Previous Chapter Chapter 11: The Patient's Presentation of Self in an Initial Medical Encounter

Michele G. Greene, Ronald D. Adelman, Connie Rizzo & Erika Friedmann

In: Interpersonal Communication in Older Adulthood: Interdisciplinary Theory and Research

Chapter 11: The Patient's Presentation of Self in an Initial Medical Encounter

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The Patient's Presentation of Self in an Initial Medical Encounter
The patient's presentation of self in an initial medical encounter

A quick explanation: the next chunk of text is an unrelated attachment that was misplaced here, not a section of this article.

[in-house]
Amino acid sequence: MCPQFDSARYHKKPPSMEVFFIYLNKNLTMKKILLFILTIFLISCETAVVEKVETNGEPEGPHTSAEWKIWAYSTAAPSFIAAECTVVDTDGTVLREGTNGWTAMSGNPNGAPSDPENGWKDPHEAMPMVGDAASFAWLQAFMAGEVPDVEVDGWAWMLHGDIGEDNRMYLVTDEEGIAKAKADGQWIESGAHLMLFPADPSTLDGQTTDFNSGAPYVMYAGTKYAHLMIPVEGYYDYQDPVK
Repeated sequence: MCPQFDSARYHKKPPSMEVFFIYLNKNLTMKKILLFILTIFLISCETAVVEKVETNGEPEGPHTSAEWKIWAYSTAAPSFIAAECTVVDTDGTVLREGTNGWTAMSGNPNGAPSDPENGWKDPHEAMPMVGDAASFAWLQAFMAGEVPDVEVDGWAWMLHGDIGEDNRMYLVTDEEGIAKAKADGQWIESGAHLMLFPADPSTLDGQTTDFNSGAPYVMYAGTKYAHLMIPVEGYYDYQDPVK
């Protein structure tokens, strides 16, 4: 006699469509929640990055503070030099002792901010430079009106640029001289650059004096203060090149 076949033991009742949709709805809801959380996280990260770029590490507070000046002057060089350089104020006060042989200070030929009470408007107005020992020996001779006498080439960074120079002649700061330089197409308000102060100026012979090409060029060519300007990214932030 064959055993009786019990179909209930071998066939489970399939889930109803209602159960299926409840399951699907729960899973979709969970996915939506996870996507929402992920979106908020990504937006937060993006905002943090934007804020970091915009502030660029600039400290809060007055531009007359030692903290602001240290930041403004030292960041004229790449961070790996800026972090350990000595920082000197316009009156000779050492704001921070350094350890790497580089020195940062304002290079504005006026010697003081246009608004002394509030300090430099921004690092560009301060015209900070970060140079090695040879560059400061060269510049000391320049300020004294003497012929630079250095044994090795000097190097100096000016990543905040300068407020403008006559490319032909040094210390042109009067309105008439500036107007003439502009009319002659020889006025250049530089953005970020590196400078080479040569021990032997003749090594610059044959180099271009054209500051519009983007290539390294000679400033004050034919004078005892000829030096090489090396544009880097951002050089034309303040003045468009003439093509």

MicheleG.GreeneRonaldD.AdelmanConnieRizzoErikaFriedmann

The significance of knowing the patient as a total person has long been recognized by sociologists, anthropologists, and medical professionals (American Board of Internal Medicine, 1992; Balint, 1964; Kleinman, 1988; Mishler, 1984). In knowing the patient's beliefs and his or her unique constellation of social, cultural, and psychological characteristics, the physician is better able to diagnose, treat, and care for the patient. Kleinman (1988) eloquently describes the dynamic interrelationship between the patient's disease (a biological phenomenon) and the patient's illness (his or her subjective experience of disease). He and others argue that to heal, “in its deepest sense” (McWhinney, 1989, p. 29), the medical professional must ...

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